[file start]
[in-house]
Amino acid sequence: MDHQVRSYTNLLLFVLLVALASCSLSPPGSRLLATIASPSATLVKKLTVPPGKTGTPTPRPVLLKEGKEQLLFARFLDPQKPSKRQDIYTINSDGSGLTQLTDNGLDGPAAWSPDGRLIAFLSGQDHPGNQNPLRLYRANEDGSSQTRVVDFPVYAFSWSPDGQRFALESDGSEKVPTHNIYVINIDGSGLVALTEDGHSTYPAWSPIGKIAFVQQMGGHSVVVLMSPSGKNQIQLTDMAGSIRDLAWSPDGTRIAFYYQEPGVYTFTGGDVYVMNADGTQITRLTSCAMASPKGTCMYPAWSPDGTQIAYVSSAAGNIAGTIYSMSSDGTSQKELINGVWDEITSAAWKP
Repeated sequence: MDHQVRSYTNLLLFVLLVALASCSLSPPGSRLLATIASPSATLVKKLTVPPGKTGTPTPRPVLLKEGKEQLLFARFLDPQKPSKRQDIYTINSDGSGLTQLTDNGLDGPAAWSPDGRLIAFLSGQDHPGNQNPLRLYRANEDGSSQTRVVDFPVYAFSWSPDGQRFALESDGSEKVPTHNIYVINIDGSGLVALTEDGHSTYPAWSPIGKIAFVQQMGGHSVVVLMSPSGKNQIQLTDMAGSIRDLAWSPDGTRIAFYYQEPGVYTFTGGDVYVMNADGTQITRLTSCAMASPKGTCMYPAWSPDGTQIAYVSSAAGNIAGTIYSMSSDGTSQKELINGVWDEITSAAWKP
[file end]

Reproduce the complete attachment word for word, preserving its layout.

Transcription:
[in-house]
Amino acid sequence: MDHQVRSYTNLLLFVLLVALASCSLSPPGSRLLATIASPSATLVKKLTVPPGKTGTPTPRPVLLKEGKEQLLFARFLDPQKPSKRQDIYTINSDGSGLTQLTDNGLDGPAAWSPDGRLIAFLSGQDHPGNQNPLRLYRANEDGSSQTRVVDFPVYAFSWSPDGQRFALESDGSEKVPTHNIYVINIDGSGLVALTEDGHSTYPAWSPIGKIAFVQQMGGHSVVVLMSPSGKNQIQLTDMAGSIRDLAWSPDGTRIAFYYQEPGVYTFTGGDVYVMNADGTQITRLTSCAMASPKGTCMYPAWSPDGTQIAYVSSAAGNIAGTIYSMSSDGTSQKELINGVWDEITSAAWKP
Repeated sequence: MDHQVRSYTNLLLFVLLVALASCSLSPPGSRLLATIASPSATLVKKLTVPPGKTGTPTPRPVLLKEGKEQLLFARFLDPQKPSKRQDIYTINSDGSGLTQLTDNGLDGPAAWSPDGRLIAFLSGQDHPGNQNPLRLYRANEDGSSQTRVVDFPVYAFSWSPDGQRFALESDGSEKVPTHNIYVINIDGSGLVALTEDGHSTYPAWSPIGKIAFVQQMGGHSVVVLMSPSGKNQIQLTDMAGSIRDLAWSPDGTRIAFYYQEPGVYTFTGGDVYVMNADGTQITRLTSCAMASPKGTCMYPAWSPDGTQIAYVSSAAGNIAGTIYSMSSDGTSQKELINGVWDEITSAAWKP